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Re: Hungry delete for C, C++ and Java?


From: Alan Mackenzie
Subject: Re: Hungry delete for C, C++ and Java?
Date: Thu, 22 Apr 2004 11:54:26 +0000
User-agent: tin/1.4.5-20010409 ("One More Nightmare") (UNIX) (Linux/2.0.35 (i686))

William Payne <address@hidden> wrote on Wed, 21 Apr
2004 00:27:06 +0200:

>> > .... and I was wondering how I turn on hungry delete per default for
>> > C, C++ and Java?

>> In an appropriate hook function (probably on c-mode-common-hook) include:

>> (c-toggle-hungry-state 1)

>> [, and as a matter of interest, C-c C-d will execute
>> `c-toggle-hungry-state' interactively].  <backspace> and C-d (but not
>> <del>) then do hungry deletion.  It looks as thought the fine manual
>> could do with some clarification on this point.

> Thanks for the reply, Alan. My .emacs file is as follows, where should
> I put (c-toggle-hungry-state 1)? Under (defun my-c++-mode ()
> (interactive) and (defun my-java-mode () (interactive) ?

> My .emacs file was created years and years ago by someone else, I wish I
> understood it better...I am guessing it could be cleaned-up/improved alot.

> Fyi, I am using CC-Mode 5.30.8.

A stable released version without bugs. (hah! :-)

OK, a few comments on your .emacs file:

>   '("\\.pike$"   . my-c++-mode)    ; element of auto-mode-alist

There is actually a Pike Mode within CC Mode.  If that's the same
language that your files.pike are, it would be better than c++-mode.
Also, you're using C++ Mode for C files.  Also not _so_ bad, but not
quite optimal.

> (defun my-java-mode () (interactive)
>   (java-mode)
>   (require 'jdok)
>   (c-toggle-hungry-state 1)   ;  <====================================
>   (setq c-basic-offset 3) ; Indent three columns.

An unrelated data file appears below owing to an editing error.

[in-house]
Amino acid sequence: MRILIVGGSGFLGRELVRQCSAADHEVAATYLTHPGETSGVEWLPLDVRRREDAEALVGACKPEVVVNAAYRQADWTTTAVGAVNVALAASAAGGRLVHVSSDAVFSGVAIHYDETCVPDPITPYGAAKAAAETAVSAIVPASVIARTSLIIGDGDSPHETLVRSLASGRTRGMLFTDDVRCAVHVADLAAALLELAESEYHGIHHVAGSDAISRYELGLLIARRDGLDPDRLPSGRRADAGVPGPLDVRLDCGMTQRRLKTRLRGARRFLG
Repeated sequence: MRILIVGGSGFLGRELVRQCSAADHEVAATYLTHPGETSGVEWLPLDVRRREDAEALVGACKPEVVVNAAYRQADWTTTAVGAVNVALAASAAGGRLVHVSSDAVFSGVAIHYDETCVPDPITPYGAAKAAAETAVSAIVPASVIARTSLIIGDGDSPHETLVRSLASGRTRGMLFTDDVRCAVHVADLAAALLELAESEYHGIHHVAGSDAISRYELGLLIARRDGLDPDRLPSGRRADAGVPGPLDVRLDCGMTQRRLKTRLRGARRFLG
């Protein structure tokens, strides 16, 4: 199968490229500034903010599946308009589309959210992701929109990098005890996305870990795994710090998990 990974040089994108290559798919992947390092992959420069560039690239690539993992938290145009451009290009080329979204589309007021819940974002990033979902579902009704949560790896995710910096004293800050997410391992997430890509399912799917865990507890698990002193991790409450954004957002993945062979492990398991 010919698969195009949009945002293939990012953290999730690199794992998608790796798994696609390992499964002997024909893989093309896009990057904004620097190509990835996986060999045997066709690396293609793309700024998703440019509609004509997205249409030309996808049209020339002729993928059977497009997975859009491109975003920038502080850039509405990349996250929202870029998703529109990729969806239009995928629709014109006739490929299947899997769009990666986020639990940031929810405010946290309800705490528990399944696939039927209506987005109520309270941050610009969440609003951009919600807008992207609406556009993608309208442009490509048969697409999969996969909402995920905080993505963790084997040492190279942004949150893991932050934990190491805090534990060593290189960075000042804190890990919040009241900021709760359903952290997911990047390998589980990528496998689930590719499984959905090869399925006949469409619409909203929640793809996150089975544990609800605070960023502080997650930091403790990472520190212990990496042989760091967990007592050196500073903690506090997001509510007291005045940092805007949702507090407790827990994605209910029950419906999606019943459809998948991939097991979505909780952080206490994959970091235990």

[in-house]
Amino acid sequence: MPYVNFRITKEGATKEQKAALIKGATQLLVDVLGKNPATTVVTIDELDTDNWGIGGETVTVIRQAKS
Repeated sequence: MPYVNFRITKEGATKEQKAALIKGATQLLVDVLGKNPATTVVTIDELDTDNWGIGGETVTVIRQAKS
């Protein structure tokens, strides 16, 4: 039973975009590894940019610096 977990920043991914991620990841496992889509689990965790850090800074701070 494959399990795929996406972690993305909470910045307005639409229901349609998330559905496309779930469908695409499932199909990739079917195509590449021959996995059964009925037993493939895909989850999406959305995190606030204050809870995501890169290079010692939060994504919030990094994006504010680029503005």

>   (setq c-offsets-alist

It looks like you've already got c-toggle-hungry-state turned on, here.
Does it work?  Have you inserted this line here in the last day or two,
perhaps?  It ought to work.

If it now works and you're happy about it, that's great, and just ignore
what follows.

#########################################################################

However, if you're interested in getting to know Emacs and CC Mode a bit
better, the way you've got CC Mode configured is highly unusual, and
suggests the person who wrote the .emacs didn't fully understand the way
Emacs works.

Your setup for C++ Mode looks like this in outline:

(defun my-c++-mode ()
  (c++-mode)
  (williams-customizations))

This compels you to add entries to auto-mode-alist (this is the list
which tells Emacs which mode to use for a filename).  Normally C++ Mode
is configured by using "hooks" - you give c++-mode a list of functions
you want to get called whenever c++-mode runs.  You then get the
customizations you want without need to have functions like my-c++-mode.
You could reformulate your code like this:

(defun williams-c++-hook ()
  (williams-customizations))
(add-hook 'c++-mode-hook 'williams-c++-hook)

That way, you could get rid of all these entries to auto-mode-alist.
Customizations which are common to C, C++, Java, Pike, (such as the
call of c-toggle-hungry-state) you need only write once, in
c-mode-common-hook, like this:

(defun williams-common-hook ()
  (c-toggle-hungry-state 1)
  (other-customizations))
(add-hook 'c-mode-common-hook 'williams-common-hook)

This is extensively described on the page "Hooks" in the CC Mode manual,
and the page "Sample .emacs File" would also be of interest.

> / WP

-- 
Alan Mackenzie (Munich, Germany)
Email: address@hidden; to decode, wherever there is a repeated letter
(like "aa"), remove half of them (leaving, say, "a").



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